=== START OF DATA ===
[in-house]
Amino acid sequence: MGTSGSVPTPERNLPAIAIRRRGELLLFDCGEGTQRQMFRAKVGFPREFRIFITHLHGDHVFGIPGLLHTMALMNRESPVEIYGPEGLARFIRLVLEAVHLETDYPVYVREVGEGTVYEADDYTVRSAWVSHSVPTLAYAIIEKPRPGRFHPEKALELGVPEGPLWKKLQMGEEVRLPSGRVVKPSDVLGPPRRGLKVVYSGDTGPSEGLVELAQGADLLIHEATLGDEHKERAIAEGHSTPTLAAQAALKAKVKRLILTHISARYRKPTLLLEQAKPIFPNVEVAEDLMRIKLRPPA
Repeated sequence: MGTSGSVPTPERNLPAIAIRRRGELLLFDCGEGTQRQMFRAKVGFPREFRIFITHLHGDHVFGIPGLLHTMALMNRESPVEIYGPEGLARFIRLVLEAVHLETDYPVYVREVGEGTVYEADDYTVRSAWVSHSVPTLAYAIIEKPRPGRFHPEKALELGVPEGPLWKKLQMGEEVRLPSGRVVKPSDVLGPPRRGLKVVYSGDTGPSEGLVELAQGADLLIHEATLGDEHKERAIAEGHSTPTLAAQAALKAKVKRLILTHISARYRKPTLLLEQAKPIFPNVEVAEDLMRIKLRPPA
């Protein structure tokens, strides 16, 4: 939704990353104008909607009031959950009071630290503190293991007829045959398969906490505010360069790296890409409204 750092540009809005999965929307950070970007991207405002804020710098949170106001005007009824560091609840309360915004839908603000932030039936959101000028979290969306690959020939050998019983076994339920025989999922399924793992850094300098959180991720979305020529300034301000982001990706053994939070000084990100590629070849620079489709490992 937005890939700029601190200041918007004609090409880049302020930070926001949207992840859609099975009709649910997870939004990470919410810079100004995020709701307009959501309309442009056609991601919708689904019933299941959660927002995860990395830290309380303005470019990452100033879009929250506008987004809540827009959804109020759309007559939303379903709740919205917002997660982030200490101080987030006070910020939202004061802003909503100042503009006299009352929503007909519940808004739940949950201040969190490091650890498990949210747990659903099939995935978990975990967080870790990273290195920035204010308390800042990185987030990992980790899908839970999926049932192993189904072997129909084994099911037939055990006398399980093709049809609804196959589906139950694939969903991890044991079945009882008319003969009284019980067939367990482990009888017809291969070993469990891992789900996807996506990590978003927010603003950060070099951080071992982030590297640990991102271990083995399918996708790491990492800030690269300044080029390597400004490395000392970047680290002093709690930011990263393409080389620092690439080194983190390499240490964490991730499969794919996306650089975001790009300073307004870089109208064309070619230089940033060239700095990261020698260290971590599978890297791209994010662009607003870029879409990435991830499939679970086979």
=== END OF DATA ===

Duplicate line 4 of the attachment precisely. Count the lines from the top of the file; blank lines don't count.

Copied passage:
């Protein structure tokens, strides 16, 4: 939704990353104008909607009031959950009071630290503190293991007829045959398969906490505010360069790296890409409204 750092540009809005999965929307950070970007991207405002804020710098949170106001005007009824560091609840309360915004839908603000932030039936959101000028979290969306690959020939050998019983076994339920025989999922399924793992850094300098959180991720979305020529300034301000982001990706053994939070000084990100590629070849620079489709490992 937005890939700029601190200041918007004609090409880049302020930070926001949207992840859609099975009709649910997870939004990470919410810079100004995020709701307009959501309309442009056609991601919708689904019933299941959660927002995860990395830290309380303005470019990452100033879009929250506008987004809540827009959804109020759309007559939303379903709740919205917002997660982030200490101080987030006070910020939202004061802003909503100042503009006299009352929503007909519940808004739940949950201040969190490091650890498990949210747990659903099939995935978990975990967080870790990273290195920035204010308390800042990185987030990992980790899908839970999926049932192993189904072997129909084994099911037939055990006398399980093709049809609804196959589906139950694939969903991890044991079945009882008319003969009284019980067939367990482990009888017809291969070993469990891992789900996807996506990590978003927010603003950060070099951080071992982030590297640990991102271990083995399918996708790491990492800030690269300044080029390597400004490395000392970047680290002093709690930011990263393409080389620092690439080194983190390499240490964490991730499969794919996306650089975001790009300073307004870089109208064309070619230089940033060239700095990261020698260290971590599978890297791209994010662009607003870029879409990435991830499939679970086979």